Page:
I’m sure you know that we all have five senses: Taste, touch, smell, hearing, and sight. Even though the senses of taste and smell are separate, they are so close to one another that they are intertwined. Taste and smell work together to help you fully experience food.
Let’s find out!
You have somewhere between 5,000-10,000 taste buds that detect tastants, the chemicals in your food that are sweet, salty, bitter, sour, or savory. The nerves in your taste buds then send messages along your cranial nerves to your brain.
Your taste buds can detect five different tastes: sweet, sour, salty, bitter, and umami (www.innerbody.com). While your tongue tells you which category food is in, your sense of smell aids you in deciphering specific taste differences. When you take away your sense of smell, your brain has a much more difficult time determining the difference between specific tastes, especially if you cannot see the food!
Activity: In the following activity, you will see why it is difficult to determine similar foods when you lose your senses of sight and smell.
YOU WILL NEED:
- An assistant
- Glass of water
Here’s what to do!
- Peel the potato and the apple.
- Cut a small piece of apple and a small piece of potato. Make sure they are the same shape and size.
- Have your assistant tie the blindfold around your head so you cannot see. Have your assistant hand you a piece of potato or apple, but do not have them tell you what it is.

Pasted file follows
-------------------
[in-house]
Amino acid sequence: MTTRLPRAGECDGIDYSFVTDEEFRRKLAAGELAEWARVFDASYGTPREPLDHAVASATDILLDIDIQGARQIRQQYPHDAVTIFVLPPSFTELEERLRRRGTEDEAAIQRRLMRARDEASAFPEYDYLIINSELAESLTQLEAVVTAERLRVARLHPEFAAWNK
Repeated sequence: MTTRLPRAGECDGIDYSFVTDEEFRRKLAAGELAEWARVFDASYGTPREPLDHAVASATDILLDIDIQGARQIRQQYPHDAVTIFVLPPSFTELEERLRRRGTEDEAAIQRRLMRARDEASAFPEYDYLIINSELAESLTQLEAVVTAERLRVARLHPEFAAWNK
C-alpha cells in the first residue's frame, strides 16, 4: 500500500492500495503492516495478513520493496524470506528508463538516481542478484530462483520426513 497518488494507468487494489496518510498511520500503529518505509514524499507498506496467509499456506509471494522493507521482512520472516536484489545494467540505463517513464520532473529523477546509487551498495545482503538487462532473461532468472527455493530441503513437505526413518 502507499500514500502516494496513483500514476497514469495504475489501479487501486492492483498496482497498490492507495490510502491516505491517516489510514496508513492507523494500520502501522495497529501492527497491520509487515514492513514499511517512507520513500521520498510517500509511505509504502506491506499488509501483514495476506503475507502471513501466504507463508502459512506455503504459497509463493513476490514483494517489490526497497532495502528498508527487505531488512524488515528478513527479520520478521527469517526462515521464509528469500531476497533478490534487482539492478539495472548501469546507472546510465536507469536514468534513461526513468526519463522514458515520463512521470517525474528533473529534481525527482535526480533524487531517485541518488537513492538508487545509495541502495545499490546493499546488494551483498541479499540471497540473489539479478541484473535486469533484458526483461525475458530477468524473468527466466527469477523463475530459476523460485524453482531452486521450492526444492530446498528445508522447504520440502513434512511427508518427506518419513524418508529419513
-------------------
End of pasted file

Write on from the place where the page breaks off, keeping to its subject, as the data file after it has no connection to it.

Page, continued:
- Hold your nose so that you cannot breathe out your nostrils and eat the first piece. Make sure you hold your nose the entire time you are chewing and swallowing. Take a drink of water to clear any remaining taste out.
- Hold your nose and eat the second piece.
- Take your guess... which was the apple and which was the potato?
- Part of what made this so difficult to discern the difference was that the texture of the potato and the apple are so similar. What other food items could you compare? Make sure you choose items that similar in texture AND category of taste (sweet, sour, bitter, salty).
- For example, you could use:
- ketchup vs. steak sauce
- juice vs. kool-aid
- chocolate pudding vs. vanilla pudding
- lime jello vs. cherry jello
- carrot vs. broccoli stalk
Another way you could do this is to mix water with other flavorings to represent salty, sweet, bitter, and sour. For example, you could create salt water, sugar water, lemon water, and coffee. Have your participants close their eyes and see if they can identify each drink. Record your observations.